The simple pleasure of public sculptures
IN downtown Oslo, especially the harbour area, it is easy to trip over a piece of public sculpture, because it is everywhere, from the Gormley walking up a building, to the Harley transformed into a red deer stag; and from the alloy diver to the random stilt walker seen here, and where else will you get the guttering on your condo finished off in the style of Viking longboat?
Public sculpture is where it’s at for me right now, and I think that there is a ‘need’ for enrichment of the spirit, just for the sake of it; ‘Hey look at me, I’m here for your pleasure’, and although in these troubled times it should perhaps come with the caveat, ‘Let’s face it, there is some bad stuff going down around the world, but for now please enjoy the simple delight I afford!’
Where can we view such a thing within the reach of this newspaper? That’s down to you, and please let me know via email@example.com where your favourite pieces of public art are sited. In Glossop, I can think of none; in Mottram there is a homely bronze of L. S. Lowry, in Manchester The B of the Bang disintegrated and there are a few strategically placed balls, Alan Turing and Matt Busby.
Further afield, I would probably recommend a day trip to the Yorkshire Sculpture Park, and even though I am fairly sure you will dislike and question some of the pieces, and be indifferent to others, there will be something to catch your eye and make you feel good. The works of Henry Moore and Barbara Hepworth sit in 500 acres of fields, hills, woodland, lakes and formal gardens. This landscape is not entirely natural. In fact it has been altered a lot in the last few hundred years, mainly for the families that have lived on the estate since the land was listed as ‘waste’ in the Domesday Book.
However, it is far from ‘waste’ now, and the walks through the park, to the various galleries, installations and exhibits, are a pleasure in their own right. On my last trip to the park I spotted red kite, buzzard, kestrel, sparrowhawk and even a roosting tawny owl high up in an old oak tree. The park has grown over the last 35 years from humble beginnings with £1,000 to fund a small exhibition of 31 sculptures, to now contributing £5 million to the local economy and responsible for five indoor galleries. Within a national and European context YSP is unique, offering artists and visitors experiences and opportunities unlike anywhere else. ‘Great art for everyone’ has been YSP’s goal since opening to the public in 1977, enabling access, understanding and enjoyment of art and landscape for everyone, while dismantling many of the barriers that often exist between the public and contemporary art.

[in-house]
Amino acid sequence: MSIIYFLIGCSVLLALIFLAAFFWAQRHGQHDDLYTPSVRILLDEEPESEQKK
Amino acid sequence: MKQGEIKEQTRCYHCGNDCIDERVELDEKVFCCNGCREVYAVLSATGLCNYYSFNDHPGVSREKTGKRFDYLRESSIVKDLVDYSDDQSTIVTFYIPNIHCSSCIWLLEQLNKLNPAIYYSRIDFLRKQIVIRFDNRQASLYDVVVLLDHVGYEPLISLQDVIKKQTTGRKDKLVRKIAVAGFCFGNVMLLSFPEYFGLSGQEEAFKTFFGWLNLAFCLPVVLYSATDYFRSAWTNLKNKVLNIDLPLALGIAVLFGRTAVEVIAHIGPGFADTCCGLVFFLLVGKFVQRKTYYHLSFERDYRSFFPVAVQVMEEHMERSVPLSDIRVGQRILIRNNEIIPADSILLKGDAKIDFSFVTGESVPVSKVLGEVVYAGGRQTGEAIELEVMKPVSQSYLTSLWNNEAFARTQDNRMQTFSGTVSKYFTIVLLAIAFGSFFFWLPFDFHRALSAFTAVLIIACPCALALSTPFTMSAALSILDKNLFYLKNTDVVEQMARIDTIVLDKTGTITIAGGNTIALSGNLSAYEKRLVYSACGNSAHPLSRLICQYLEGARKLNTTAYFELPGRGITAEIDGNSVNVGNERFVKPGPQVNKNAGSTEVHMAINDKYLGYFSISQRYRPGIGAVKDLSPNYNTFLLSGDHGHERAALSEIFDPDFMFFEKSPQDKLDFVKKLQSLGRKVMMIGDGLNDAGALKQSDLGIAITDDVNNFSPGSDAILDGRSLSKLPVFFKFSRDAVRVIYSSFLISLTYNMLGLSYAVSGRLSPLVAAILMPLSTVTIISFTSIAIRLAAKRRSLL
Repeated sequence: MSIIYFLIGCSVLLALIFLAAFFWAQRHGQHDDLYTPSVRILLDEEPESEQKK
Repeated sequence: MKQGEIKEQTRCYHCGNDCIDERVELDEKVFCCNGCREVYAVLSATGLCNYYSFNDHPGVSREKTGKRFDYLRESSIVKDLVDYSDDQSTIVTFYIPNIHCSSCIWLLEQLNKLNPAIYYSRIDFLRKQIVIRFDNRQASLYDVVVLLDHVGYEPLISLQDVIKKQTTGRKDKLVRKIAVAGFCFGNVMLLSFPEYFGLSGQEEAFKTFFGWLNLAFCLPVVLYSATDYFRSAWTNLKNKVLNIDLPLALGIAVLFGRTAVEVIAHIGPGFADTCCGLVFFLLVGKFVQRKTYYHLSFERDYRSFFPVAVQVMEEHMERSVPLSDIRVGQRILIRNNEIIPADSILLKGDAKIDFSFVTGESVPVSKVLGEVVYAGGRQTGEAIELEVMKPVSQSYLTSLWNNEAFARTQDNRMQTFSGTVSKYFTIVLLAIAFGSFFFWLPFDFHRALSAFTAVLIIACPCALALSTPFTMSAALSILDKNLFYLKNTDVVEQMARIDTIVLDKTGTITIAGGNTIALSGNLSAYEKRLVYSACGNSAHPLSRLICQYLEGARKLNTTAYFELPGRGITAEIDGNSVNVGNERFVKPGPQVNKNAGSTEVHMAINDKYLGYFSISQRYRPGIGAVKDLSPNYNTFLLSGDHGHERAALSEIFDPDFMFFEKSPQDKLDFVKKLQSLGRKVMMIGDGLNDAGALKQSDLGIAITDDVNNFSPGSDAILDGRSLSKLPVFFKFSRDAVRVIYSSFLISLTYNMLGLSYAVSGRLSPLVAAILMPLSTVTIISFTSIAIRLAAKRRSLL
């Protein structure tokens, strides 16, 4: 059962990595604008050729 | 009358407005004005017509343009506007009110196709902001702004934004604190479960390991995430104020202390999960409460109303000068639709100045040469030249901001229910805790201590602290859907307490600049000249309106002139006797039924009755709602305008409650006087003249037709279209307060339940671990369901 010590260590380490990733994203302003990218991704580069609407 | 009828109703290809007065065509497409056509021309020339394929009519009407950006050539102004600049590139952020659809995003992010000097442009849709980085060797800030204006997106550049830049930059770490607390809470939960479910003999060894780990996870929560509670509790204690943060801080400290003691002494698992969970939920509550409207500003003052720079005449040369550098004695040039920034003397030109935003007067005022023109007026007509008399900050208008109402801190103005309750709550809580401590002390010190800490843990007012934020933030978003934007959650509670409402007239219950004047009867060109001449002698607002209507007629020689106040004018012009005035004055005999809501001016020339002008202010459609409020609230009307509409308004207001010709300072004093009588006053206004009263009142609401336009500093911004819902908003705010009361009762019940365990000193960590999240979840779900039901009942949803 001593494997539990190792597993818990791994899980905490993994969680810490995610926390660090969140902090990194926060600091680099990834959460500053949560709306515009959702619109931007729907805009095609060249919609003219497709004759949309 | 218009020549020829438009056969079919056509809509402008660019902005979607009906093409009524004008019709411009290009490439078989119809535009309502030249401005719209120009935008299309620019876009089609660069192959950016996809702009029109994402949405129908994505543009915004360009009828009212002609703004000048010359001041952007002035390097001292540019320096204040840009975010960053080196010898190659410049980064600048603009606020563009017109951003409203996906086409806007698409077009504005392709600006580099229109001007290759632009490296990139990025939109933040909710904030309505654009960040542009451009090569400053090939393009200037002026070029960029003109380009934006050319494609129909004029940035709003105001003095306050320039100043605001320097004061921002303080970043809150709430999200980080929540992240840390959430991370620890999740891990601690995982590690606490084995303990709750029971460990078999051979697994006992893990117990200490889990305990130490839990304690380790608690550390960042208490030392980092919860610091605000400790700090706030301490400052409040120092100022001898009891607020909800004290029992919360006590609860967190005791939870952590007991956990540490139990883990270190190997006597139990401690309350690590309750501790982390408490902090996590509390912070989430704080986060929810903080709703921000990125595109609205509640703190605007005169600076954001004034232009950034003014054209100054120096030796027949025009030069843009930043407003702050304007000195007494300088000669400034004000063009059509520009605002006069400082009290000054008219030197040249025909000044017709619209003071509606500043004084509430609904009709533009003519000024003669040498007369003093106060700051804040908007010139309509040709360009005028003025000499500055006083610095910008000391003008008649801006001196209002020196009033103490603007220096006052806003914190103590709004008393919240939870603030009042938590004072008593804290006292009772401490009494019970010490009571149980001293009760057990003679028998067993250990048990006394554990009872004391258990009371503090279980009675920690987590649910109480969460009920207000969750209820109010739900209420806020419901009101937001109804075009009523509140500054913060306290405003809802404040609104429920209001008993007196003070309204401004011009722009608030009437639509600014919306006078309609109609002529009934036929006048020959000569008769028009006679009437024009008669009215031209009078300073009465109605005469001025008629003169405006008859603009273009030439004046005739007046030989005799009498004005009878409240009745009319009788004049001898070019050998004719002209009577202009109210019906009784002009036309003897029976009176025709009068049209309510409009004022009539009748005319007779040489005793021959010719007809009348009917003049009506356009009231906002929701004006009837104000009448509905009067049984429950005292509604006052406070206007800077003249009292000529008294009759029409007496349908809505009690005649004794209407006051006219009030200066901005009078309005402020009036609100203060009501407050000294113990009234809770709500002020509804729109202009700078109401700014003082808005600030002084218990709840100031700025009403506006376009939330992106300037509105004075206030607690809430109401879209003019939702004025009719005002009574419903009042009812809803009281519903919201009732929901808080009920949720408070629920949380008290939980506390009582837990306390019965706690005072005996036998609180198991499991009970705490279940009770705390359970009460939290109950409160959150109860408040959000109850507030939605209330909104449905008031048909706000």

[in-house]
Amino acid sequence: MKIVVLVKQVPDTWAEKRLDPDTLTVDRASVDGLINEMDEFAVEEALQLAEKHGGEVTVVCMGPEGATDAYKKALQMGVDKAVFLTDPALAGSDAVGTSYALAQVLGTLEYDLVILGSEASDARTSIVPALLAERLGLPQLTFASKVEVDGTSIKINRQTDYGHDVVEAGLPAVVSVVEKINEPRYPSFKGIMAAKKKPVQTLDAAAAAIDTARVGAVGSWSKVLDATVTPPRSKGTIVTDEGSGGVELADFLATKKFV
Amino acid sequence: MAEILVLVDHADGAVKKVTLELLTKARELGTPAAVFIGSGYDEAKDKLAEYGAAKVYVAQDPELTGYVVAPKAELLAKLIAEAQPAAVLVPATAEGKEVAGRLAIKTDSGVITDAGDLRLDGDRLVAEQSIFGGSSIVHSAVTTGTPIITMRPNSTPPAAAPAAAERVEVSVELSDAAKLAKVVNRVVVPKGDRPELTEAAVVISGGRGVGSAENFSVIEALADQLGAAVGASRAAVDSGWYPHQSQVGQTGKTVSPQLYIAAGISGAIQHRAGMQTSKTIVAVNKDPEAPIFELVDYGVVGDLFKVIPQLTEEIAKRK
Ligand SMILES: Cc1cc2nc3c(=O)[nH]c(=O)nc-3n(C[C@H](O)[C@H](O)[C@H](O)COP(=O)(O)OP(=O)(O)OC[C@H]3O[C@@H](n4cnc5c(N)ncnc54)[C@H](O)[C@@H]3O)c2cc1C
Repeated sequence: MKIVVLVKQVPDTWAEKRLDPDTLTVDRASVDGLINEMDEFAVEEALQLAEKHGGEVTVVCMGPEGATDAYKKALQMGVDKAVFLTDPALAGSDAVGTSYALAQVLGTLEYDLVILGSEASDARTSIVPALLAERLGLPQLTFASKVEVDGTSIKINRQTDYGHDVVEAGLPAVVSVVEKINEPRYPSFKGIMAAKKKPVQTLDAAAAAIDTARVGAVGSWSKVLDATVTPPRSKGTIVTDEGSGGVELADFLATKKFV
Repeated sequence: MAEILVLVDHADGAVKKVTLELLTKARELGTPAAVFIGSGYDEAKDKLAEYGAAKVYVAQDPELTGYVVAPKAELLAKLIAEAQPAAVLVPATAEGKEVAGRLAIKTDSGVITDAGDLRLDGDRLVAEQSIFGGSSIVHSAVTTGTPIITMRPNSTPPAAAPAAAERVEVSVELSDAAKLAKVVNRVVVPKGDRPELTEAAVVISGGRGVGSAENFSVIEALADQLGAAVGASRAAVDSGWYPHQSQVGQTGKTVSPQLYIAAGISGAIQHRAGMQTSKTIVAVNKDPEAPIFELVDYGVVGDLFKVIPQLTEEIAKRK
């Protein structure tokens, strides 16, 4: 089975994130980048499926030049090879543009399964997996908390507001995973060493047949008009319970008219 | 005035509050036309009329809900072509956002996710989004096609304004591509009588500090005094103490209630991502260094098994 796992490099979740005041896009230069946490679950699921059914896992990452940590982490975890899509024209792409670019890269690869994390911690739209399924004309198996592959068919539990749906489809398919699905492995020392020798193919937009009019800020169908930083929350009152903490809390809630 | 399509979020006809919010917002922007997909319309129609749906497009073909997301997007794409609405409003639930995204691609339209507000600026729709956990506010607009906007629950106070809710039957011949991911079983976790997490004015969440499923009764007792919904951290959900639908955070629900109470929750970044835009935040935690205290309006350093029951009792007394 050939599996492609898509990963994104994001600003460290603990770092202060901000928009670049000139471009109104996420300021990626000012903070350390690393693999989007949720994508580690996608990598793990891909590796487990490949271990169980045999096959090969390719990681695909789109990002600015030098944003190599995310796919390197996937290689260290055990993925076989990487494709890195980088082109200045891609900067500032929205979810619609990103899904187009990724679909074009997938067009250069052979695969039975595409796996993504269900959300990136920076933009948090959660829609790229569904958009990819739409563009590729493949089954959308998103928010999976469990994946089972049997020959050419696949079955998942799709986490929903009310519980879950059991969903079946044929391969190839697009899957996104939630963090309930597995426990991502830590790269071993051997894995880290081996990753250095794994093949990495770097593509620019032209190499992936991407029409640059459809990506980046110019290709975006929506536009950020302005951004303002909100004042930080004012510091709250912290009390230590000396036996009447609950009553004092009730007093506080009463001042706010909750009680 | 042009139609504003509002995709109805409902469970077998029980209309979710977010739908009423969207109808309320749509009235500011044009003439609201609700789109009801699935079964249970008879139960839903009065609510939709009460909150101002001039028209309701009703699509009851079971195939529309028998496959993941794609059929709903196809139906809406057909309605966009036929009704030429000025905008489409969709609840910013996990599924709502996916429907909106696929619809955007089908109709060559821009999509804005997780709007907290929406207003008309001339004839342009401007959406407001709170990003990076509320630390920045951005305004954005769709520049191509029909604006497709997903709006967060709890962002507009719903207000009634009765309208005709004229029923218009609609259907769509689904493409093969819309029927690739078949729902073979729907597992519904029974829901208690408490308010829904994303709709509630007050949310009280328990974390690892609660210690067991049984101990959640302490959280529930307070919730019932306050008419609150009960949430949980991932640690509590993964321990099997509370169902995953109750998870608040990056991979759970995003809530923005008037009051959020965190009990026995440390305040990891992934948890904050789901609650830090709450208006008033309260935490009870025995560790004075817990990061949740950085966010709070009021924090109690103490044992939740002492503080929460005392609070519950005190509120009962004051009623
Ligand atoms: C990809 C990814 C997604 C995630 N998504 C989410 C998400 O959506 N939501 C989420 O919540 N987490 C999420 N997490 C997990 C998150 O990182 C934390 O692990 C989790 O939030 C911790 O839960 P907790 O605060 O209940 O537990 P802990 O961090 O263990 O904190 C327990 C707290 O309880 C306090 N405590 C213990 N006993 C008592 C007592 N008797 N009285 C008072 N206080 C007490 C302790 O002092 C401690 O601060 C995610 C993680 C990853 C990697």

This vision remains as strong as ever. The revelatory nature of the park’s setting opens up many possibilities and encourages exploration of the relationship between art and nature, stimulating engagement and adventure in the surroundings. Check out www.ysp.co.uk for further details, directions and special exhibitions.
It’s a special place Oslo, a town at the end of a fjord, however, as much as I felt at home with the public sculptures, the wilds were calling me, and believe me, I did not have to travel far.
Færder National Park is one of the richest wildlife habitats in Norway, packed with evidence of the country’s forebears, including amazing petroglyphs – rock carving – from long before the Vikings, and magnificent scenery, shaped over millions of years by volcanic activity, ice ages and land uplift, but, most interestingly, 325 sq km of the 340 sq km, is under water. So, on the way to my boat, I heard the unmistakable song of the nightingale.
●● The Stilt Walker statue in Oslo
The Laughing Badger Gallery, 99 Platt Street, Padfield, Glossop